Review: Hounded by Kevin Hearne

Book: Hounded
Author: Kevin Hearne
Publisher: Del Ray
Release date: May 3, 2011
Source: Local library
Series: Iron Druid Chronicles #1

Summary from Goodreads: The first novel in an original, back-to-back three-book series The Iron Druid Chronicles–introducing a cool, new, funny urban fantasy hero Atticus O’Sullivan, last of the Druids, lives peacefully in Arizona, running an occult bookshop and shape-shifting in his spare time to hunt with his Irish wolfhound. His neighbors and customers think that this handsome, tattooed Irish dude is about twenty-one years old–when in actuality, he’s twenty-one “centuries” old. Not to mention: He draws his power from the earth, possesses a sharp wit, and wields an even sharper magical sword known as Fragarach, the Answerer.

Unfortunately, a very angry Celtic god wants that sword, and he’s hounded Atticus for centuries. Now the determined deity has tracked him down, and Atticus will need all his power–plus the help of a seductive goddess of death, his vampire and werewolf team of attorneys, a sexy bartender possessed by a Hindu witch, and some good old-fashioned luck of the Irish–to kick some Celtic arse and deliver himself from evil.

First impressions: Knowing absolutely nothing about Celtic mythology, this book threw me into a madcap new world full of hilariously entertaining gods and mortals.

Lasting impressions: This one lives up to the hype. Atticus is a charming protagonist with plenty of opportunities to dazzle us, both in this book and the rest of the series.

Conflicting impressions: I didn’t get a good sense of the danger involved with this plot. Atticus seemed to have an easy fix for everything, and although the final battle was realistically short, things resolved themselves a bit too quickly for my taste. I wanted him to have to work a bit harder to keep Fragarach from the bad guys.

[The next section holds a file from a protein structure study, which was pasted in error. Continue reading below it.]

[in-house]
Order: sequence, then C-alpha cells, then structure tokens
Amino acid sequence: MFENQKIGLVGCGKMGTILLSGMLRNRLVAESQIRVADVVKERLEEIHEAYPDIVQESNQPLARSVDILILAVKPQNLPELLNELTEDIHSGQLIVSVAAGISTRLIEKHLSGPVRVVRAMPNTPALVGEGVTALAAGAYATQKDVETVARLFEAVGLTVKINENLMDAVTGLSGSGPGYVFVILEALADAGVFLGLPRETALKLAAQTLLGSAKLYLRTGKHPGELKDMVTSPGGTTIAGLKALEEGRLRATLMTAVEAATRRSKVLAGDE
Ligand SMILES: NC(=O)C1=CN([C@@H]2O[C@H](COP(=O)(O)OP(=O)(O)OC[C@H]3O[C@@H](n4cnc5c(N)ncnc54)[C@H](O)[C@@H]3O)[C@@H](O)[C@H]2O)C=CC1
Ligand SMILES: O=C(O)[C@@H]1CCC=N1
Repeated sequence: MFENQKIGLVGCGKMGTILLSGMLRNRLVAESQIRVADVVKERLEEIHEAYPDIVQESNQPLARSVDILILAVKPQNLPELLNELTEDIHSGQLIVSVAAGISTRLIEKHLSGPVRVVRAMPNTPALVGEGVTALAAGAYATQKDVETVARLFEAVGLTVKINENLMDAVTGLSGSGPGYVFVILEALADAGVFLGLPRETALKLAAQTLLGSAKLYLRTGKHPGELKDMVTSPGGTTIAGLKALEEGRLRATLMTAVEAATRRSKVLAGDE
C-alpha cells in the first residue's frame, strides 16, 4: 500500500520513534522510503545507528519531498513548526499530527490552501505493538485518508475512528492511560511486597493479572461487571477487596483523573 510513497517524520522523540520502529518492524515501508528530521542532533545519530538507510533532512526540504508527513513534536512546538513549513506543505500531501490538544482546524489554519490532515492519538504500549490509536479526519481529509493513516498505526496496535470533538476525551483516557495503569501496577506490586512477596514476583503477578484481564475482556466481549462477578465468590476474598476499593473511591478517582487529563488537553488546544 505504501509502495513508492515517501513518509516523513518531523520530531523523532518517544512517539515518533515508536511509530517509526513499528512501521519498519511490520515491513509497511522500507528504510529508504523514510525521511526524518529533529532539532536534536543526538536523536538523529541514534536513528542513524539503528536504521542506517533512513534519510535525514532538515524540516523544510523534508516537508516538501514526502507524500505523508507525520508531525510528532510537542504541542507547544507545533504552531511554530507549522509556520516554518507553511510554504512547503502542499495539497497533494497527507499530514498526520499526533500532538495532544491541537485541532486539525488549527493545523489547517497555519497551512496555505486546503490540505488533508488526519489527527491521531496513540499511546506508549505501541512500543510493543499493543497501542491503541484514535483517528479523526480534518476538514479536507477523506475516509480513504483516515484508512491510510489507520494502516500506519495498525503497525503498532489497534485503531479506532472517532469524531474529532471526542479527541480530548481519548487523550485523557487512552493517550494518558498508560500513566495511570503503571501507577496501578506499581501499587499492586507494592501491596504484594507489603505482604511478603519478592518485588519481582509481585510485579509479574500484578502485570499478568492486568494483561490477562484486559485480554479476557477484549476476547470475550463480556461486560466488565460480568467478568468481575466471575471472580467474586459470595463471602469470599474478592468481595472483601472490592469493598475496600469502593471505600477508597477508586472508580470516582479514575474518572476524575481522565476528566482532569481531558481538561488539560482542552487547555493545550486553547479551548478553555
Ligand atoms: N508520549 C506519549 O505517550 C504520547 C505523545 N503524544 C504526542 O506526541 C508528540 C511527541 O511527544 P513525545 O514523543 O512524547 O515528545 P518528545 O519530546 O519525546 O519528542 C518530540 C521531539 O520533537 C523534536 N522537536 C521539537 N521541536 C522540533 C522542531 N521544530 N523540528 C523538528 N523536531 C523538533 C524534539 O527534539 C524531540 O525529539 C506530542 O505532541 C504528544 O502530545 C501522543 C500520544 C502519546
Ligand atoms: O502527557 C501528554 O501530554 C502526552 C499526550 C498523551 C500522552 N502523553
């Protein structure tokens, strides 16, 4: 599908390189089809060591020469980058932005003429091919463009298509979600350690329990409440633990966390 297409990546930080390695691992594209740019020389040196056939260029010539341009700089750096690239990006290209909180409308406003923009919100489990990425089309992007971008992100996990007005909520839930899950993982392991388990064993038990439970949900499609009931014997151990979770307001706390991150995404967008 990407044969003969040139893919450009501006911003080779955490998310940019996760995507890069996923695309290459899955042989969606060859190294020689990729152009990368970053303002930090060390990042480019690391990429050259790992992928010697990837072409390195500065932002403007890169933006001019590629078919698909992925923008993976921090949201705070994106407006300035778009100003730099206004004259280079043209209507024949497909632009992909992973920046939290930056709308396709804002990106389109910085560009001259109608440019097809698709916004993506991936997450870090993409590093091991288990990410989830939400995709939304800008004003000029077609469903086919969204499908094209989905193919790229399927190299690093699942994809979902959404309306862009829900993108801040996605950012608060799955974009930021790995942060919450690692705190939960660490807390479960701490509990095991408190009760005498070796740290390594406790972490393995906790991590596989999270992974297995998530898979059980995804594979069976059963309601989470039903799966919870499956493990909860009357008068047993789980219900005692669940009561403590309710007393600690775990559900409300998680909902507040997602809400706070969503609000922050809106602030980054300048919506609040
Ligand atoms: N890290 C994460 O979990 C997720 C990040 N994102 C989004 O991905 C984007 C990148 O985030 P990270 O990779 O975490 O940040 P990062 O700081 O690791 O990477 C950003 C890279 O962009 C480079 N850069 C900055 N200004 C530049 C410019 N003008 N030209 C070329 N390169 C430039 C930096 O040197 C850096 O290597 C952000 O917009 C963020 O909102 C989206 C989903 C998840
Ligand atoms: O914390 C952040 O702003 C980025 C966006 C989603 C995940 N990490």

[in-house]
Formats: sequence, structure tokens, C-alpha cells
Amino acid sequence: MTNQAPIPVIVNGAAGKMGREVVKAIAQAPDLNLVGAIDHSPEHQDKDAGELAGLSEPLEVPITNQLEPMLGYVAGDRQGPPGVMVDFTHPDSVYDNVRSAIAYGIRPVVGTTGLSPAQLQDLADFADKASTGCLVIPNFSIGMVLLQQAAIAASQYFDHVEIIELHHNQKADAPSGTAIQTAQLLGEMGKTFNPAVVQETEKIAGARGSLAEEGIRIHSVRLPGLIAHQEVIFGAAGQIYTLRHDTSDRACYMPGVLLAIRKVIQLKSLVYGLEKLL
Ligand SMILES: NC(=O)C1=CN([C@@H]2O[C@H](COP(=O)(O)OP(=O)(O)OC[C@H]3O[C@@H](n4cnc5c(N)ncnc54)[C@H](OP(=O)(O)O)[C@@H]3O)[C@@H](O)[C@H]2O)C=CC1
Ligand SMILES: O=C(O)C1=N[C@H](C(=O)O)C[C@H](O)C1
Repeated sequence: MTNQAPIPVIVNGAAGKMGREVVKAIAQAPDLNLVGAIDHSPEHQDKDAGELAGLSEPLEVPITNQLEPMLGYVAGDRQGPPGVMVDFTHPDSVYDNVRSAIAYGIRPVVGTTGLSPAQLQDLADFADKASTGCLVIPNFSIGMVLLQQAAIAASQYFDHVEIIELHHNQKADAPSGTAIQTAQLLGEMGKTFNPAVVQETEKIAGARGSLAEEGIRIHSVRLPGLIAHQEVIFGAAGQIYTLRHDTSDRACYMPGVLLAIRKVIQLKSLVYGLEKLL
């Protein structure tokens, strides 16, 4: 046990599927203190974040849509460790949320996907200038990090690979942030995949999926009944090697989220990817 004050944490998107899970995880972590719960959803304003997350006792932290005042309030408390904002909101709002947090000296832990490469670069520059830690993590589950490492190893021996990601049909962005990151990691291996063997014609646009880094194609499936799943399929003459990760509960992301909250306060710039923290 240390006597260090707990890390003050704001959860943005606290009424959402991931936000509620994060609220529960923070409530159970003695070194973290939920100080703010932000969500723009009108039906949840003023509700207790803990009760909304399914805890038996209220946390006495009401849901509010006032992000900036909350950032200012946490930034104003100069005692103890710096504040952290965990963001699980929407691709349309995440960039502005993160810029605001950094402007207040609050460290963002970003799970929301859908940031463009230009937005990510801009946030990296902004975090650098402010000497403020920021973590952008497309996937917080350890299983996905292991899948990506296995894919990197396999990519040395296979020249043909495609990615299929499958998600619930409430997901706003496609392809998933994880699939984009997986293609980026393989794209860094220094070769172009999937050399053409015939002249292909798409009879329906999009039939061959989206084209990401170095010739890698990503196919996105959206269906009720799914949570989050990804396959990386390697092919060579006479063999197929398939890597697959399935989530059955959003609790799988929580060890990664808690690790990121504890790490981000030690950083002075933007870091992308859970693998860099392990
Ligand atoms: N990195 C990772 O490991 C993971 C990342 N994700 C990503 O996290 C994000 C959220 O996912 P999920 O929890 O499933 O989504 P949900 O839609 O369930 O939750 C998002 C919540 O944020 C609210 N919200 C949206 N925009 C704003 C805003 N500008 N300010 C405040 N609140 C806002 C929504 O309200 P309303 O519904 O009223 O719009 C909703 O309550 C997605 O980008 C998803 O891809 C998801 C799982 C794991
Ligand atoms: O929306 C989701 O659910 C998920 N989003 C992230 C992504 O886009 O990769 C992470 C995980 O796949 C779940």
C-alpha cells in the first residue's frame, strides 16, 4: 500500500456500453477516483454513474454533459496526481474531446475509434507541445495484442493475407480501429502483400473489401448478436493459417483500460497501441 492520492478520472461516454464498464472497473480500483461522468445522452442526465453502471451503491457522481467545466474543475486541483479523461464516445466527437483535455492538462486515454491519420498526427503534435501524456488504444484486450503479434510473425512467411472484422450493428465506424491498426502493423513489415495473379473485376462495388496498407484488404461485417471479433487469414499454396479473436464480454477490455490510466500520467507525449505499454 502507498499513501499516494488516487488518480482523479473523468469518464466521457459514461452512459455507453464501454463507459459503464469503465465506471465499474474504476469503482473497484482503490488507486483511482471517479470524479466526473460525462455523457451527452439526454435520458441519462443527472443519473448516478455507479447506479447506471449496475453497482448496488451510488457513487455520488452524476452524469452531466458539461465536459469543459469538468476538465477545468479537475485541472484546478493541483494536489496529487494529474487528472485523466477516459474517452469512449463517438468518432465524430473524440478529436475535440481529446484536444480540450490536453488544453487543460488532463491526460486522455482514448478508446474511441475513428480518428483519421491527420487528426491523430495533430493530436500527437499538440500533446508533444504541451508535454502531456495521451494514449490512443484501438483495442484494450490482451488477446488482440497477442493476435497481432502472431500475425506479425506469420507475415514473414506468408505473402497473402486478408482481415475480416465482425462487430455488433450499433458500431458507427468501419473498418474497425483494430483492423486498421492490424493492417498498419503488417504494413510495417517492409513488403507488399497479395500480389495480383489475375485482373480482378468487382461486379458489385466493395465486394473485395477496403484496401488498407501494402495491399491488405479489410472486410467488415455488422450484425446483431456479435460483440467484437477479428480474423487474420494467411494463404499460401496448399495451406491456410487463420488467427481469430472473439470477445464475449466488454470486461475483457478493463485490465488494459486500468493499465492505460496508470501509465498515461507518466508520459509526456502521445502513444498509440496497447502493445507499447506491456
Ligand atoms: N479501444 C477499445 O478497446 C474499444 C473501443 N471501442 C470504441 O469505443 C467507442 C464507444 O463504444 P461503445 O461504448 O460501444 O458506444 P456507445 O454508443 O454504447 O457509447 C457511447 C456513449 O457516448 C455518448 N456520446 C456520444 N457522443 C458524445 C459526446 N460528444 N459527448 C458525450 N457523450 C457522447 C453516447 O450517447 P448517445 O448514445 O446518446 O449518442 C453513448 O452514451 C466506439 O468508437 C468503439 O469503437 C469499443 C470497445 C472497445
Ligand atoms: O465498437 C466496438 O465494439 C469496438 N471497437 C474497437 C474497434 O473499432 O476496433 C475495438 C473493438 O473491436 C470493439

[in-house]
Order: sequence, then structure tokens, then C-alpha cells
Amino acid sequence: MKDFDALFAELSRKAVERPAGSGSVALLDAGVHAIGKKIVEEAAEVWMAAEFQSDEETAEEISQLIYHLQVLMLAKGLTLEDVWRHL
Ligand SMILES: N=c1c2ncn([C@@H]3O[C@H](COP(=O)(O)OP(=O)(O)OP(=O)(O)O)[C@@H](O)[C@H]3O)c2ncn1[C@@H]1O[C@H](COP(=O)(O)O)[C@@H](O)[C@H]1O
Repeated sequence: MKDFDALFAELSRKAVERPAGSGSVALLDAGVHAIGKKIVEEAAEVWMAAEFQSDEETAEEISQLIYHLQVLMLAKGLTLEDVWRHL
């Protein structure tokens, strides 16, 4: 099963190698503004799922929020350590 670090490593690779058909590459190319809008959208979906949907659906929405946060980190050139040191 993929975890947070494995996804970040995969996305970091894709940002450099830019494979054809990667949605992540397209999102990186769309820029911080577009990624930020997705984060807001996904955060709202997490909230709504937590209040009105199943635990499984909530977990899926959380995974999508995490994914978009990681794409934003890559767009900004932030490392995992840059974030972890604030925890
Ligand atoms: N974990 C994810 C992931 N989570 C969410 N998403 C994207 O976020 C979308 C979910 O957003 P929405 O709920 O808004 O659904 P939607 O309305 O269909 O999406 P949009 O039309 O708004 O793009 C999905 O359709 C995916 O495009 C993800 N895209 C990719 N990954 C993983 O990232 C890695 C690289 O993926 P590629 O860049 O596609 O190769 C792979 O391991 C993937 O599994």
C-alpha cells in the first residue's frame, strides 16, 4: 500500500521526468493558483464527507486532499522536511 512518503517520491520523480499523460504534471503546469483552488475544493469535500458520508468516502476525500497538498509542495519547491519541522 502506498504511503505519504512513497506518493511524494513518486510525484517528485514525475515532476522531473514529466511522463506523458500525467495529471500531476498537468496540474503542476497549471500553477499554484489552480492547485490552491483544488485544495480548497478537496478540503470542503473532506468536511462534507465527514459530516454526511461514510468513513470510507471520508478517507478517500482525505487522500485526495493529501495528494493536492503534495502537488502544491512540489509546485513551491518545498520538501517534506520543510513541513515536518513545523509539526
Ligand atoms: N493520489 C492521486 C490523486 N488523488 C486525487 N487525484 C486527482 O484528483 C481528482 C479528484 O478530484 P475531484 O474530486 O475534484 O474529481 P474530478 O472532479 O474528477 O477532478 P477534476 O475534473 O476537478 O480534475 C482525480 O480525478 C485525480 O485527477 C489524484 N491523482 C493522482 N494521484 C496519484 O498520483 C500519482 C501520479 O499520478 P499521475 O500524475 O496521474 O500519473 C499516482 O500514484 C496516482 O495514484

Overall impressions: Don’t even ask me to use names other than Atticus, Oberon, and the Morrigan. There are so many Irish names and places that the book has to start out with a pronunciation guide, and even then I mostly made it up as I went (good thing Mr. Hearne suggests that as an excellent solution). I think Missie had the right idea with the audiobook.

Atticus is thousands of years old, but currently living as a 21 year old occult bookstore owner near the Arizona State University campus. He’s accompanied almost everywhere by his Irish wolfhound, Oberon, whom he has magically charmed into the ability to communicate through a kind of telepathy. Atticus can bind himself to Oberon’s mind, and the two trade a fair amount of dialogue throughout the book.

And let me tell you – Oberon is fecking hilarious. He knows how to push Atticus’s buttons, he has snarky comments about everyone and everything going on around him, and yet he remains sweetly dog-like so as to remain believable. If my dog could talk, I would hope she’d sound like Oberon.

The plot moves quickly and is pretty straightforward. Atticus has a magical sword that one of the unpronounceably-named gods wants for himself, and the rest of the gods are picking sides and forming unwieldy alliances among themselves, a coven of local witches, and even the demons of Hell. Lots of betrayal and mystery, thrown in a blender with copious amounts of action and battles. Add in the colorful side characters (like the possessed bartender and the vampire/werewolf lawyer team) and you can’t help but fall in love.